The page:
Charlie is an angsty teen who shuns his geek past in order to get in with the cool kids. This little plot point is weirdly pivotal to the story, trying to make a commentary about being yourself in high school yet not much is really resolved except for the whole clichéd “It doesn’t matter who you are, I love you” whole deal. That was the weird part of the film, most of the subplots or themes feel practically tacked on. There is this weird inability to neatly tie up things in an interesting way with this film that you get the feeling that most of it, arguably the beginning is too rushed. I feel like they were trying to race through the film, and hitting off a checklist while they were at it.
The make-up and special effects were a bit too hokey for my liking, especially when comparing it to the original. When your vampire looks like the one from the 2004 Van Helsing film, you know you are doing something wrong. I feel like Colin Farrell can pull off the cold methodically snide vampire really well, and some of his sequences when you see him revel before having a bite into his victim is quite chilling. When you see him or anyone in the fleshy, wide-mouthed vampire segment they lose that appeal in the long run. Films like 30 Days of Night understand the use of lighting and gore, even if it wasn’t the best film, yet I found myself laughing over the special effects in Fright Night. Especially those designed for 3D, when the obviously fake blood spurts out it’s hard to take a feasting session seriously. Some scenes that didn’t overuse the special effects were quite tense and quite fun. During the final battle watching David Tennant use a stake gun was too funny, which shows how well they can handle both the ridiculous and the tense. The first scene of seeing Colin Ferrell feast upon a woman is handled in such a way that is both misleading and devious. It is both spine-chilling to watch through the crack of a door as a monster sucks away with such glee the life of another. Some of the directing certainly is inspired even if the film is technically weaker with its effects making it feel more low budget than it actually is and doesn’t make it stand up over the years.
Fright Night is exactly what you think it is going to be, a neighbour is a vampire and the kid has to fight him. Did it need to be remade? Meh, not really. It has pacing issues, doesn’t explain well or really conclude some subplots making them feel feel tacked on, and lacks a good special effects budget making the vampire transformation look goofier than anything. With all those negatives it sounds like I am giving this film a negative look, but I have to say I found it surprisingly entertaining and promising for the director. Some scenes and performances really stand out in the film and it has a nice balance of trying to defy cliché and trying to be truthful to the terror of the bloodsucking monsters of old. Colin Ferrell is at times truly terrifying, David Tennant really sold the whole performer of the dark arts conman bit, and overall this film is a bit of fun if you look past some of its faults. While Fright Night won’t necessarily be making you sing its praises, it does make for a very enjoyable vampire romp that reminds you how vampires used to be before they became sparkly.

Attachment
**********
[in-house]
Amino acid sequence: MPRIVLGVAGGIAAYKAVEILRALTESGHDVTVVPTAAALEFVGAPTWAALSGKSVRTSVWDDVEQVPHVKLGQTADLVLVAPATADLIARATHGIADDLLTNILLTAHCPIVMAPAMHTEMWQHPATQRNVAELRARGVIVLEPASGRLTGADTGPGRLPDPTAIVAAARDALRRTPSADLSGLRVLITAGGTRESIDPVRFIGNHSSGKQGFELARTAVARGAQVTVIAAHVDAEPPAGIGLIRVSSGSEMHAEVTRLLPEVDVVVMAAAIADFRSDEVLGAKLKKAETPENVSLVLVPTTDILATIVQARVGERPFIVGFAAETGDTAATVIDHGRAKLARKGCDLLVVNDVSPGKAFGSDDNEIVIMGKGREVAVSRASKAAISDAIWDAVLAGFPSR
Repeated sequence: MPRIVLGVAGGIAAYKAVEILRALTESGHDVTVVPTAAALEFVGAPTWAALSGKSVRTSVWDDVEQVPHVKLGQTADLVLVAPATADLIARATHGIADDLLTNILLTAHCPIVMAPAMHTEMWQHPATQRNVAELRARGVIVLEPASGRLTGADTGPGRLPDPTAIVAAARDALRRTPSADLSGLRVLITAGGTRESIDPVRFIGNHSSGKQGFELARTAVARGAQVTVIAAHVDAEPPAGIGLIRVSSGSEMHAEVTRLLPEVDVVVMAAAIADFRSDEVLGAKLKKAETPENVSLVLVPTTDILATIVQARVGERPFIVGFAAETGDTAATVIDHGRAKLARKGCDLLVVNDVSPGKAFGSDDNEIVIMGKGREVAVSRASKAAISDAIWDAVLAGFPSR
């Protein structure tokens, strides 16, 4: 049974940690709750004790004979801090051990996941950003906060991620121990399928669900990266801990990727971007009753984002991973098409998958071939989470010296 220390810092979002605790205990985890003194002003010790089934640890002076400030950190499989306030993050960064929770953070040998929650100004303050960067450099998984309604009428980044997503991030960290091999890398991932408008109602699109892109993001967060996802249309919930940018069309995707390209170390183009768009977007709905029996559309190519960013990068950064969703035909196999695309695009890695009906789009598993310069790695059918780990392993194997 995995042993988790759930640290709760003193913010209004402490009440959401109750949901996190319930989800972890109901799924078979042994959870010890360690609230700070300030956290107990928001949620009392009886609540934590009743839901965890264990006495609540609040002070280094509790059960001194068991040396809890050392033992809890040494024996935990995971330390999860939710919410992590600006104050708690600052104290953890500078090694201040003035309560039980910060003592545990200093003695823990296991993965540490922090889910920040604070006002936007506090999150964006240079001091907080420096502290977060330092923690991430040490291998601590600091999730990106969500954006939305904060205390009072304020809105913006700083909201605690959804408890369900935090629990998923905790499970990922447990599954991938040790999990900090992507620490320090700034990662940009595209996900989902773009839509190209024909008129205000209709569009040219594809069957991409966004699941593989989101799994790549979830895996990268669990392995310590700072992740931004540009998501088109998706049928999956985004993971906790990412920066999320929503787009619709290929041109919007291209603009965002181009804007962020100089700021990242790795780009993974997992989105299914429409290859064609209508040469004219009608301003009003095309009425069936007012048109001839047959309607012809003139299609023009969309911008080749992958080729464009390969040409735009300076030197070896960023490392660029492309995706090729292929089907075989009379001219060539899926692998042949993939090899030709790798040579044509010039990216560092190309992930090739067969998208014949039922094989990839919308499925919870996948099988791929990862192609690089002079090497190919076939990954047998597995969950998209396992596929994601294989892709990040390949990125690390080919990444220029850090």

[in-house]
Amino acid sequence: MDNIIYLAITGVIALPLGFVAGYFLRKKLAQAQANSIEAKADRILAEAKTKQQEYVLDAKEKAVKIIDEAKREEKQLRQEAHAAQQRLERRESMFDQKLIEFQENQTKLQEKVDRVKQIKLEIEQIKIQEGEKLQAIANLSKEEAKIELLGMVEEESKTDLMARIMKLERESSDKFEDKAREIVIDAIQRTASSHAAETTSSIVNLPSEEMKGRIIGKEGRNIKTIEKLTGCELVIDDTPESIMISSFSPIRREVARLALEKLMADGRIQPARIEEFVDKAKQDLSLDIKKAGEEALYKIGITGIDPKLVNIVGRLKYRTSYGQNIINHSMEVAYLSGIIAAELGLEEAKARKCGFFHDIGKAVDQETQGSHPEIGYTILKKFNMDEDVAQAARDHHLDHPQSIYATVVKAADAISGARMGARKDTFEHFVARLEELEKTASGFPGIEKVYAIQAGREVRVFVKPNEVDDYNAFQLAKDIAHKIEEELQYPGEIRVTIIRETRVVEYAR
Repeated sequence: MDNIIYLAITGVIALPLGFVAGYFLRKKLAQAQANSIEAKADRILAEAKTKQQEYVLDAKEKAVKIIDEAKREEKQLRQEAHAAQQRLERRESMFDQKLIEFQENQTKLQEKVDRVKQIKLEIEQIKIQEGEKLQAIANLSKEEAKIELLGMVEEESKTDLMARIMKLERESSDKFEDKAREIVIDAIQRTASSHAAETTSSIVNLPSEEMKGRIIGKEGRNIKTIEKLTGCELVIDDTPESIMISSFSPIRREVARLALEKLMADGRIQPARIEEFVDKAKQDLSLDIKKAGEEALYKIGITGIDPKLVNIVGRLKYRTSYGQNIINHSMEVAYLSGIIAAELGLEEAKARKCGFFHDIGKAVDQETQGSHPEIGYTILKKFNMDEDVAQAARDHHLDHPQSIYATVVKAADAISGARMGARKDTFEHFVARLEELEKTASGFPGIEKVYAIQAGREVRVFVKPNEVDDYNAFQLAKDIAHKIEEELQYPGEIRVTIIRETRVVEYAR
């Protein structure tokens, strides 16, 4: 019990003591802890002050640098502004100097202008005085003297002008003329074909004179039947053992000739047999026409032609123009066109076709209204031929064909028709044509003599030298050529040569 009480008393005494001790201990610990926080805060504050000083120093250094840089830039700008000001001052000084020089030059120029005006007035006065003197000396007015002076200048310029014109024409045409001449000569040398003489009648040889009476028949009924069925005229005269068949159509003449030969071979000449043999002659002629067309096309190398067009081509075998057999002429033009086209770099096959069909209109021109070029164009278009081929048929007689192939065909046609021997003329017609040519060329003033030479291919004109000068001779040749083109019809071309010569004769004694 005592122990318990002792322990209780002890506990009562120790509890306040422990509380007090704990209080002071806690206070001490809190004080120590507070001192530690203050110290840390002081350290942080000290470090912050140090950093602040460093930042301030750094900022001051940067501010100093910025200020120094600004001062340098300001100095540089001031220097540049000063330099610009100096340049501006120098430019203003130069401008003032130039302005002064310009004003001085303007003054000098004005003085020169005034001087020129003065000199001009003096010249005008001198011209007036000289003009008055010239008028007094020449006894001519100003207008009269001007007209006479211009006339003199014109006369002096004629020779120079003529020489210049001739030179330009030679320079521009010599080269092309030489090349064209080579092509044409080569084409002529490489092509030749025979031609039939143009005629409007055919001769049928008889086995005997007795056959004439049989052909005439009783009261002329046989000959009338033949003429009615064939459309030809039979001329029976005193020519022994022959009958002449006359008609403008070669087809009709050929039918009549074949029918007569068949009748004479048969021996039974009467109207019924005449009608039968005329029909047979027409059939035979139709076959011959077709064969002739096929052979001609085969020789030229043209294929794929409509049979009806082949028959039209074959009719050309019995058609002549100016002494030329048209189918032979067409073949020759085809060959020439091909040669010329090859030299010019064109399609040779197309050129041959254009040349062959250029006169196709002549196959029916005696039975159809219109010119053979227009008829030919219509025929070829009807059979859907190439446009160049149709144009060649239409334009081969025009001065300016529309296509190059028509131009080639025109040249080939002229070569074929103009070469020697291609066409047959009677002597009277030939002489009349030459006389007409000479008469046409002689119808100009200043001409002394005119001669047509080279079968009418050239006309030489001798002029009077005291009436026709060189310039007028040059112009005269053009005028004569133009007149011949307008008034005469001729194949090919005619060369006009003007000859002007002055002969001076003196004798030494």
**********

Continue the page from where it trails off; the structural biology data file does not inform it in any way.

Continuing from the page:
Fright Night (1985) – Same idea, different follow through. It takes the characters in a different direction, and they both feel like different films with basically the same premise. If you like one, quite possibly you’ll like the other.
The Lost Boys (1987) – Another cult classic vampire film that brings the same campiness, yet focuses more on its action and the moral dilemma of becoming a vampire. Right up the same alley without being as satiric, Lost Boys will easily scratch the same feeling Fright Night gives out and arguably some of the same topics as well.
Yes I finally am starting to rate some of the things I watch. This doesn’t mean I will be tacking one on each time, but I feel it helps to finalize and compartmentalize my feelings. So what do you look for in a good vampire film? If you’ve ever watched it let me know what you thought about it in the comments below. Have yourself a great day!